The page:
Always Have an Edge

When I went to Nevada with friends, I would never play casino games. When they asked why, and I said, “I don’t gamble,” they would laugh. They knew I was betting tens of thousands of dollars every week on sporting events. I always wanted a positive expectation of profit before assuming any risk. To me, this is what distinguished what I was doing from gambling.

Most of those who invest actively have little or no edge. You cannot have an advantage doing what everyone is doing. You would generally be better off investing in low-cost passive index funds. As I indicated in my last blog post, factor-based investing may soon pose the same problem. My need for a positive expectation led me instead to the little exploited niche of dual momentum investing.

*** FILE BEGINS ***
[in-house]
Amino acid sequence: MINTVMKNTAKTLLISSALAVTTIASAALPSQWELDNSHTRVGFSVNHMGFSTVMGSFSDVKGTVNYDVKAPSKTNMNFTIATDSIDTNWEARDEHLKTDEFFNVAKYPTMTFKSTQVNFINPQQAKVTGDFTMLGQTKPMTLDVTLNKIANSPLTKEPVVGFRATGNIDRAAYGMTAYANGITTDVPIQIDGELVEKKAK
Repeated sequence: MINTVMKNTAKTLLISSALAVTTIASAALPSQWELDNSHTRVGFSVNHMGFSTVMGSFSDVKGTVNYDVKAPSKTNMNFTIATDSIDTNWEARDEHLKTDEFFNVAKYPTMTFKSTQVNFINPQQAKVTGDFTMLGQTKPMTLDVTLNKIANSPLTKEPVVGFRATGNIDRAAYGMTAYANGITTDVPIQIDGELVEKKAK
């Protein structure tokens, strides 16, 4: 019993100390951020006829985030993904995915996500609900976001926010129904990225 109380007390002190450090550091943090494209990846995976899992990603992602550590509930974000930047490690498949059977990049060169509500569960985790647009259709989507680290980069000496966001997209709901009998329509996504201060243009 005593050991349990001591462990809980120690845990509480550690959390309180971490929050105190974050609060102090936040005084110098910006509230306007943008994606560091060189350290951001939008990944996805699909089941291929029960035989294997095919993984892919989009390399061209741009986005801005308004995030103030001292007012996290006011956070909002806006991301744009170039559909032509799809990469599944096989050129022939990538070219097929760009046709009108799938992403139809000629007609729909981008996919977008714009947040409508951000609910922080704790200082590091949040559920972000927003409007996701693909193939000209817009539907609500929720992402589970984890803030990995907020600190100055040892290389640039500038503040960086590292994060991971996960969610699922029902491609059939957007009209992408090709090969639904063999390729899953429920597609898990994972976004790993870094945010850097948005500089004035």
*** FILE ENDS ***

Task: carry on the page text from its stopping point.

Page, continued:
Do Your Homework

Betting lines, like financial markets, are mostly efficient. The only way to be confident you have an edge is through thorough research using plenty of data. Doing your homework gives you confidence. It helps you stay with your approach despite short-term fluctuations in the value of your investments.

For investors, this can mean not doing what everyone else is doing. Herding is a powerful behavioral instinct, but it can lead to mediocre or worse investment returns.  You need to have a healthy dose of skepticism about all strategies that differ from the market portfolio. This also means looking beyond academic studies. You need to be aware of how strategies actually perform real time in light of scalability and liquidity issues. And you need to consider how they will perform in the future as they attract more capital. [1]